In terms of this point about the one to 50, what became clear was that exemptions were being granted by CASA to go to the one to 50 ratio despite the fact that, as I said earlier, back in 2003 the then Howard government, via its minister, had expressed a firm view that it would not entertain any watering down of the ratio. This position was supported and advanced by the current government when it was then in opposition. It was clear that both sides of politics took the view that the ratio should not be diminished. However, CASA, as a result of lobbying by the airlines, watered down this ratio through these exemptions and in effect created a new standard. When parliament caught up to the fact that this had occurred, its ability to take a position on it was limited. However, fortunately we have had this reference to the committee and we have been able to investigate it. But one thing that has become clear is that, if both sides of parliament have indicated a clear policy position, regulators should not be entitled to in effect defy the expressed will of the government or the opposition in the parliament about what is to be expected, particularly with something as important to safety.
As I have said before, on this issue there needs to be a focus on evidence. It is important to note that it has been admitted that the evacuation demonstrations that are used to establish the ratio are partial. That is what the report refers to. It says that a partial evacuation demonstration requires that part of an aircraft is populated with passengers, crew are placed on board, 50 per cent of the doors are made available and the lights are switched off to replicate a possible evacuation scenario. Passengers and crew are not to be aware ahead of time of which doors are unavailable, and the airline—and by that I mean the manufacturer—is requested to demonstrate that the aircraft can be evacuated safely within 90 seconds. For safety purposes, the passengers disembark via stairs. In this controlled environment you do not use the slides, the reason being that in that controlled demonstration use of the slides present an OH&S risk. But this is the very risk that we are trying to investigate through the manufacturer’s demonstration of the ability to crew aircraft to ensure that there can be safe evacuation. It has been pointed out that the demonstrations have a pass-fail criteria and that some of the operators had failed at two attempts and had had to wait several months after a full investigation of the unsatisfactory result to then try again before the demonstration has been deemed successful.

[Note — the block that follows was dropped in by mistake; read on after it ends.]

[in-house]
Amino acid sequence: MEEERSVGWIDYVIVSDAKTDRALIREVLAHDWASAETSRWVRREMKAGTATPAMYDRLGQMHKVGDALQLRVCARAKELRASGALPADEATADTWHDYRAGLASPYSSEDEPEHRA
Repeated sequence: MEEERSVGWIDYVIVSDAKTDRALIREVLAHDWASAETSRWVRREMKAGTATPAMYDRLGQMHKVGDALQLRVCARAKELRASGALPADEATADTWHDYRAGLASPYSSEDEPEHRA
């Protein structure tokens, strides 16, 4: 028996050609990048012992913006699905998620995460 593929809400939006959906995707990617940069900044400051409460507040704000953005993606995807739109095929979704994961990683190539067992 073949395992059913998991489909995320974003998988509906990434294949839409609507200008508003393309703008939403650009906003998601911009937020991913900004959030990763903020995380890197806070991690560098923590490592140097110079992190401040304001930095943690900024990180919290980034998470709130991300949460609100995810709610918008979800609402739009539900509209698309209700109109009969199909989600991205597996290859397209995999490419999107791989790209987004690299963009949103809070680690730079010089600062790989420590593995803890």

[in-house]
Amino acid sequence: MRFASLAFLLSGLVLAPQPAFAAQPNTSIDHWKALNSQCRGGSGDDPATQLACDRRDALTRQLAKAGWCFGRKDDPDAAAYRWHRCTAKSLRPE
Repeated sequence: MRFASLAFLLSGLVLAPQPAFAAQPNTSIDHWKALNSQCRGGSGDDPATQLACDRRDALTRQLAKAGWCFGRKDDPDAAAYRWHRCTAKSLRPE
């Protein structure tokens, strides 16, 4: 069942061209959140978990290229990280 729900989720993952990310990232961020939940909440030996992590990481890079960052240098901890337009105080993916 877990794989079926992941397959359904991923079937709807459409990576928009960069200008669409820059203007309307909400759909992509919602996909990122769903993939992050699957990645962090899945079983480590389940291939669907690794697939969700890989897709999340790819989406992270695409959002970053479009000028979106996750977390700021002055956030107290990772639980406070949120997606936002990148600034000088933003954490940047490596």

Further, what is of concern to me is what I would describe as risk shift—that is, the assumption that, for example, passengers will share a greater burden of both security and evacuation assistance. By security, I mean that there is an expectation that passengers will keep an eye out for what in their own view presents a security risk and that they may intervene or assist in times of evacuation. Obviously, people by their nature will attempt to help people in distress or need. However, in these circumstances it is incumbent on the operator to not make that assumption—that, as a bare minimum, they will have levels of crewing that can ensure safe evacuation. They should not build into that the expectation that passengers will by their very nature assist in evacuation.
There was, from my point of view, certainly a concern throughout the course of this inquiry that there will be an unsaid expectation that passengers will assist in times of evacuation, when in actual fact there will be people of various requirements in terms of their physical capabilities who will need more assistance, specialised assistance and that not every member of the public will be able to necessarily help: the disabled, the elderly and people who have mobility issues. I certainly think that the airlines are expecting too much.
I would make two points: one, that the airlines have gone behind the back of the parliament to reach this revised ratio and, two, that they are not being transparent with customers about that. Finally, the regulator, despite the expressed will of the parliament, has set, in effect, a new standard, and certainly the recommendations in this report require something that is better, something that is more transparent and something that involves the public but, importantly, is much more evidence based than what occurs at the current tim